Federal Historic Tax Credit Program

Since the Federal Historic Tax Credit program began, more than 50,000 projects have been rehabilitated across the country, generating nearly $100 billion in private investment in historic buildings nationwide. In Tennessee, buildings of almost every size and type imaginable have benefited from the Federal Historic Tax Credit (HTC) program, including bed and breakfasts, hotels, shotgun houses, former hospitals, and factory and mill complexes. Today, over 1,000 buildings in Tennessee have been rehabilitated using the ITC program, generating over $1.5 billion in investments in Tennessee's historic buildings.

The program provides a 20% historic tax credit for certified historic structures. In order to become certified, projects must be reviewed by the State Historic Preservation Office and the Technical Preservation Services division of the National Park Service (NPS). Applicants should contact the Tennessee Historical Commission (THC) before starting a project.

As of August 15, 2023, all historic preservation certification applications must be submitted electronically, both new applications submitted to State Historic Preservation Offices (SHPOs) and materials submitted to the NPS in response to requests for additional information.

National Park Service - Technical Preservation Services has issued revised Historic Preservation Certification Application forms and instructions, dated "Rev. 6/2023."

The forms continue to be downloadable, fillable PDFs. The only change to the forms is the removal of the requirement for the applicant and NPS staff to “sign in ink.” Applicants will sign the application cover sheet electronically (see link above for information on types of accepted e-signatures). NPS staff will also sign the forms electronically, and NPS decisions will be issued electronically.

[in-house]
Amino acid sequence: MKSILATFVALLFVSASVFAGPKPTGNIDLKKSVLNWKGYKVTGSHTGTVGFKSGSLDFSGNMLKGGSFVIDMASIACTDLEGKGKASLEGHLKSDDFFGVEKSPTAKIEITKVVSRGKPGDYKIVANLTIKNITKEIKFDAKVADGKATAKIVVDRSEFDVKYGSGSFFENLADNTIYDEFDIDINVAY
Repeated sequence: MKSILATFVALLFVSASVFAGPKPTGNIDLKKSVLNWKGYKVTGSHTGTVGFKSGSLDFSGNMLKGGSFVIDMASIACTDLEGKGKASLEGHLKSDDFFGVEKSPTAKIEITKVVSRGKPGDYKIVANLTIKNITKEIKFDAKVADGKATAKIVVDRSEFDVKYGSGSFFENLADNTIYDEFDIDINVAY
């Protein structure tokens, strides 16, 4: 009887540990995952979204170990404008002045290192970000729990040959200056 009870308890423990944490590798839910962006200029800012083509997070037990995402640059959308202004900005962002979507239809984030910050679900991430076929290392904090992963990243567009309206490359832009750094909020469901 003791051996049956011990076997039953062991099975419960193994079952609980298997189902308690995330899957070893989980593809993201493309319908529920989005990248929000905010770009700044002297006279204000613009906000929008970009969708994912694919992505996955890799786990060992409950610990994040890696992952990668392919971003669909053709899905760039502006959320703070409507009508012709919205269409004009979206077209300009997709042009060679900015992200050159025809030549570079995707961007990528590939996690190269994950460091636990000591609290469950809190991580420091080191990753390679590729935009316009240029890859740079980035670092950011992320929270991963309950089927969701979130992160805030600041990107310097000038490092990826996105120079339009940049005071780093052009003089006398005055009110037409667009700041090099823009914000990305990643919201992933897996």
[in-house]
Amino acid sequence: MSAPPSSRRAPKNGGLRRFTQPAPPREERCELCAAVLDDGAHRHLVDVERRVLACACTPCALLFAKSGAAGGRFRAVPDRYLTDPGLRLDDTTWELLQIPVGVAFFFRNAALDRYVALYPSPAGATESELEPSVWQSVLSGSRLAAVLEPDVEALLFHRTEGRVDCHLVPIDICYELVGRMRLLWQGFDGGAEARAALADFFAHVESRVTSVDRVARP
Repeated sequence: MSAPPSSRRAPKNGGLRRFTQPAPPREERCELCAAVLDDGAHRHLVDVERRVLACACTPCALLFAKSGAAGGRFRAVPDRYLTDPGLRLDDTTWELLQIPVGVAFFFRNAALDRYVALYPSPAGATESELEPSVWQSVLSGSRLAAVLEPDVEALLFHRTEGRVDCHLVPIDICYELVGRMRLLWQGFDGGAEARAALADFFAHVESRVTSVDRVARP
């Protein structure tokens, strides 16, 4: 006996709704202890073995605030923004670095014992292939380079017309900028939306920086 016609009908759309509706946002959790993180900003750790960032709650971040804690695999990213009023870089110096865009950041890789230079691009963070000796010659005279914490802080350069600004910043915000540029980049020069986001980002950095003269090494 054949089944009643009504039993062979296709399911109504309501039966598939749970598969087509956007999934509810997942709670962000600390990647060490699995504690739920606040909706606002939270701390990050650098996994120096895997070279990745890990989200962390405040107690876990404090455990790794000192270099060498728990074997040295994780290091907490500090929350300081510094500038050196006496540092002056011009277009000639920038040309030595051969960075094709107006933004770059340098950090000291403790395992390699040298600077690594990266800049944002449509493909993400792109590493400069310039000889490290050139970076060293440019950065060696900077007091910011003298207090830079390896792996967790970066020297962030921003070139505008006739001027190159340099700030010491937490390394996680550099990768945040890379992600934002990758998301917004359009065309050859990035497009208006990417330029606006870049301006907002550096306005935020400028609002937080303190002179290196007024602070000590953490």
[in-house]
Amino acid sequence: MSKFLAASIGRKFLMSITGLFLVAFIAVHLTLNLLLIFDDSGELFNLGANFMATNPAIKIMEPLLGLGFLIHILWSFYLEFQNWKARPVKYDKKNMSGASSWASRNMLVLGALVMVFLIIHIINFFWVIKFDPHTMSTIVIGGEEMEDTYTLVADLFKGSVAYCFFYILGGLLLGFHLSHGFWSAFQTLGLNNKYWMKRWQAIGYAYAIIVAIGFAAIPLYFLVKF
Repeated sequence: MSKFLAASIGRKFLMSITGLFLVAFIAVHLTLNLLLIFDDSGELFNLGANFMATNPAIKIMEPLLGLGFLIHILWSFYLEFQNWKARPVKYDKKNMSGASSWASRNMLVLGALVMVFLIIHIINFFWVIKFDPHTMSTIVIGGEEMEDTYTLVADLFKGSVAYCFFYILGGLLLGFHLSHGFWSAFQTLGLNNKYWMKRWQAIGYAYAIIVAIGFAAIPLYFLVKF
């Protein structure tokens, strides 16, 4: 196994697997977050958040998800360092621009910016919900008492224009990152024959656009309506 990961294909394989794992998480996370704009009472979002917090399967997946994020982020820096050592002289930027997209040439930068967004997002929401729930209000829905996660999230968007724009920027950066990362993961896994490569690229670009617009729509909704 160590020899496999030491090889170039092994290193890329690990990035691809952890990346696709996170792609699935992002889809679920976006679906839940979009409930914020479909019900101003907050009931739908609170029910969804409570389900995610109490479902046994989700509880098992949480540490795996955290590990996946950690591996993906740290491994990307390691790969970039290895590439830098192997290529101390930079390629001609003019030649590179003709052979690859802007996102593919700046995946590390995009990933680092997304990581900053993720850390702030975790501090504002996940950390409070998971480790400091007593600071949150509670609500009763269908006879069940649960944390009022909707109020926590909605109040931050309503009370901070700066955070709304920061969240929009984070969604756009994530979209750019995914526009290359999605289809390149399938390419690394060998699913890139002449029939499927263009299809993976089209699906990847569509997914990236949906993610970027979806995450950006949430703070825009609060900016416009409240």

The National Park Service have developed file and photo naming conventions and instructions on organizing files for electronic submission. All electronically submitted applications must follow these conventions and instructions. Applicants should download these PDF files for reference in preparing materials for electronic submission.

Applications may be submitted electronically to the Tennessee State Historic Preservation Office (TN-SHPO) by completing the online information here. Instructions on how to submit required supporting documentation is included.  

Program Eligibility Requirements

There are four factors that can help you decide whether your rehabilitation project would meet the basic requirements for the 20% tax credit.

Buildings may be listed individually in the National Register of Historic Places or as a part of a historic district. You can check by searching for your address on the Tennessee Historical Commission Viewer, or by searching our Tennessee National Register Listings spreadsheet to find out if your building is listed. If you are having trouble determining if your property is listed in the National Register, please contact our National Register Staff.

If your property is located in a National Register district or a certified state or local district, it still must be designated by the National Park Service as a structure that retains historic integrity and contributes to the historic character of the district, thus qualifying as a "certified historic structure." Not every building in a district is contributing. When historic districts are designated, they are usually associated with a particular time period or "period of significance," such as "mid-1800s to 1935." In such a district, a 1950 office building would not contribute and would not be eligible for a 20% rehabilitation tax credit.

You can request the National Park Service to designate your building a "certified historic structure" by completing and submitting Part 1 of the Historic Preservation Certification Application.

Learn more about the application process.

In brief, this means that the cost of rehabilitation must exceed the pre-rehabilitation cost of the building. Generally, this test must be met within two years or within five years for a project completed in multiple phases.

The cost of a project must exceed the greater of $5,000 or the building’s adjusted basis. The following formula will help you determine if your project will be substantial:

  • A — B — C + D = adjusted basis
  • A = purchase price of the property (building and land)
  • B = the cost of the land at the time of purchase
  • C = depreciation taken for an income-producing property
  • D = cost of any capital improvements made since purchase

For example, Mr. Jones has owned a small Victorian rental cottage for a number of years. He originally purchased the property for $150,000 and, of that purchase price, $70,000 was attributed to the cost of the land. Over the past years, he has depreciated the building for tax purposes by a total of $41,000. He recently replaced the air conditioning system at a cost of $1,500. Therefore, Mr. Jones’s adjusted basis is $40,500 (or 150,000 — 70,000 — 41,000 + 1,500).